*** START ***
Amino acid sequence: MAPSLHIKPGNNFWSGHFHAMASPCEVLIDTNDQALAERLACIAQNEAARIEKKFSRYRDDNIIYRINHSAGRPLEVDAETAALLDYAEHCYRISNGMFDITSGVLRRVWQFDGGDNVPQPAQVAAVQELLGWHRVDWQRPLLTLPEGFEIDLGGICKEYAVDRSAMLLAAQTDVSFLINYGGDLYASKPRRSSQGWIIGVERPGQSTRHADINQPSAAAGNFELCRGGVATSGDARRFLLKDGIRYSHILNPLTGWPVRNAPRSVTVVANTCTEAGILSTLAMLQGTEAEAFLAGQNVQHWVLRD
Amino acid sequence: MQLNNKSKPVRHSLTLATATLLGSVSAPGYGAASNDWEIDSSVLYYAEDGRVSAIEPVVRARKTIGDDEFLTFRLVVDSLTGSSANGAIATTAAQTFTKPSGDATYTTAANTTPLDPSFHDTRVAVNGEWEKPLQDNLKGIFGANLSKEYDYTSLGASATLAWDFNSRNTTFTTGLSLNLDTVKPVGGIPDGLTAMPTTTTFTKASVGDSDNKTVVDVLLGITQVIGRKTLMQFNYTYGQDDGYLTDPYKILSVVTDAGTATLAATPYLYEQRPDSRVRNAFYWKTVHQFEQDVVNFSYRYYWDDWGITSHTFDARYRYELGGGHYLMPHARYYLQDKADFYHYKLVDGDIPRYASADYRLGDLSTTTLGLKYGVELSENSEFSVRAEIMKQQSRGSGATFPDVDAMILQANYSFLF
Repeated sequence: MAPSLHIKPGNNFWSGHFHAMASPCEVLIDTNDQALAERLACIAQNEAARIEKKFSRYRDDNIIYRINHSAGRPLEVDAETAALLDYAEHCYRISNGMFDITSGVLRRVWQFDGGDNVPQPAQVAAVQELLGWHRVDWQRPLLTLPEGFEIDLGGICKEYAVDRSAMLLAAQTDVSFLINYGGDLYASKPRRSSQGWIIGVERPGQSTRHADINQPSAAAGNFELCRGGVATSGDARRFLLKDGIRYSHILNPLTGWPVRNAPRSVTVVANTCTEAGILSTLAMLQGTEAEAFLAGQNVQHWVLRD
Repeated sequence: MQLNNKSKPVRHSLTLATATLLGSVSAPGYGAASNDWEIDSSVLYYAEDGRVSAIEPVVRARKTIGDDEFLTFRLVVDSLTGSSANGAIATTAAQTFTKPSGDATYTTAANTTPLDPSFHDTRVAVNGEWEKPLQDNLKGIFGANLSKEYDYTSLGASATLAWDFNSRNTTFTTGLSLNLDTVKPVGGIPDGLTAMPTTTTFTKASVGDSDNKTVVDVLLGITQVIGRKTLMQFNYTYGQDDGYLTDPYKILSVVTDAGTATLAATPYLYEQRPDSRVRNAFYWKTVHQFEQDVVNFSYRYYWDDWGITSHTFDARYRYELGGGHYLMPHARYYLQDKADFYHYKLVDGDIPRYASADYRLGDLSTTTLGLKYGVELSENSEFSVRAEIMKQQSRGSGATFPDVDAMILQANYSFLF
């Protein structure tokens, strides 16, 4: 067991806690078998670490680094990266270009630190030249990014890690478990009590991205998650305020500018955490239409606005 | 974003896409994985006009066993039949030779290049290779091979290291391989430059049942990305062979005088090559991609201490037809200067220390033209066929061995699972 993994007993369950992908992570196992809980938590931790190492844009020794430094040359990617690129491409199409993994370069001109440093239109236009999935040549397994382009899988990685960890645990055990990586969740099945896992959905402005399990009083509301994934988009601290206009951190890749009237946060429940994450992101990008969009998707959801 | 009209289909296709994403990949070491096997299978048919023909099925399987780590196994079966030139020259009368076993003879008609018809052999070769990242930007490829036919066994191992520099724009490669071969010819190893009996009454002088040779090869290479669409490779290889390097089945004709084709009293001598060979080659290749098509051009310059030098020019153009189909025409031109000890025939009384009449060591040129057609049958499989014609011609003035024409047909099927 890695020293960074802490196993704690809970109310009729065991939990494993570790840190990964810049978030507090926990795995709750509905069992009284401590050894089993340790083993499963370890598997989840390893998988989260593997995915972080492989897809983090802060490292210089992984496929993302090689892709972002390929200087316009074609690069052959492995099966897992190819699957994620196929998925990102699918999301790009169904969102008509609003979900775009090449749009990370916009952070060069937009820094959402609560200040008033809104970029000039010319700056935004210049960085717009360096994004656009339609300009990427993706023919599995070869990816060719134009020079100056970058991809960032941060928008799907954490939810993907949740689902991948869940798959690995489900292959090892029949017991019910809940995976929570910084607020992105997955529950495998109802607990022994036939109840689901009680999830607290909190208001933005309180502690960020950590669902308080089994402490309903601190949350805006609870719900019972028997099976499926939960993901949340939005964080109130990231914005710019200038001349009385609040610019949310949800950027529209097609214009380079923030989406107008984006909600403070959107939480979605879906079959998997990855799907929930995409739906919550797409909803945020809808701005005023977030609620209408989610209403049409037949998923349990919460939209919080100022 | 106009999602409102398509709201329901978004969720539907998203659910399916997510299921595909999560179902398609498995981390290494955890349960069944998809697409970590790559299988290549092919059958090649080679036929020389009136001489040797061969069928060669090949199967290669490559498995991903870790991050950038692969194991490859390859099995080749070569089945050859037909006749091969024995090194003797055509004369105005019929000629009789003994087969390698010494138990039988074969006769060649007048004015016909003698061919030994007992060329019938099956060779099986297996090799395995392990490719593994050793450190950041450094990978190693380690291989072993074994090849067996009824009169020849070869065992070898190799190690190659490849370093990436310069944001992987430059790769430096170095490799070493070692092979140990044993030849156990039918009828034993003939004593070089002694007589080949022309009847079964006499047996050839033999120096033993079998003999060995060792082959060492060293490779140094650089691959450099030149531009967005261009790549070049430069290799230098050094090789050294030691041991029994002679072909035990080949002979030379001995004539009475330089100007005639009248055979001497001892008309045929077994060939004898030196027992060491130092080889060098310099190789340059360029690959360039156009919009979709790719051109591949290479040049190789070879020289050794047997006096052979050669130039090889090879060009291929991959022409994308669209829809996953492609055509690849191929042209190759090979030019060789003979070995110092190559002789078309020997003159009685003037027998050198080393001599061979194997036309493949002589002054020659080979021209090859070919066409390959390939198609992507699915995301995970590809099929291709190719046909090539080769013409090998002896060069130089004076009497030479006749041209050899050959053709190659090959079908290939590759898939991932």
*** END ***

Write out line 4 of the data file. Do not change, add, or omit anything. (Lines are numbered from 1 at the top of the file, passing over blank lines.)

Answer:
Repeated sequence: MQLNNKSKPVRHSLTLATATLLGSVSAPGYGAASNDWEIDSSVLYYAEDGRVSAIEPVVRARKTIGDDEFLTFRLVVDSLTGSSANGAIATTAAQTFTKPSGDATYTTAANTTPLDPSFHDTRVAVNGEWEKPLQDNLKGIFGANLSKEYDYTSLGASATLAWDFNSRNTTFTTGLSLNLDTVKPVGGIPDGLTAMPTTTTFTKASVGDSDNKTVVDVLLGITQVIGRKTLMQFNYTYGQDDGYLTDPYKILSVVTDAGTATLAATPYLYEQRPDSRVRNAFYWKTVHQFEQDVVNFSYRYYWDDWGITSHTFDARYRYELGGGHYLMPHARYYLQDKADFYHYKLVDGDIPRYASADYRLGDLSTTTLGLKYGVELSENSEFSVRAEIMKQQSRGSGATFPDVDAMILQANYSFLF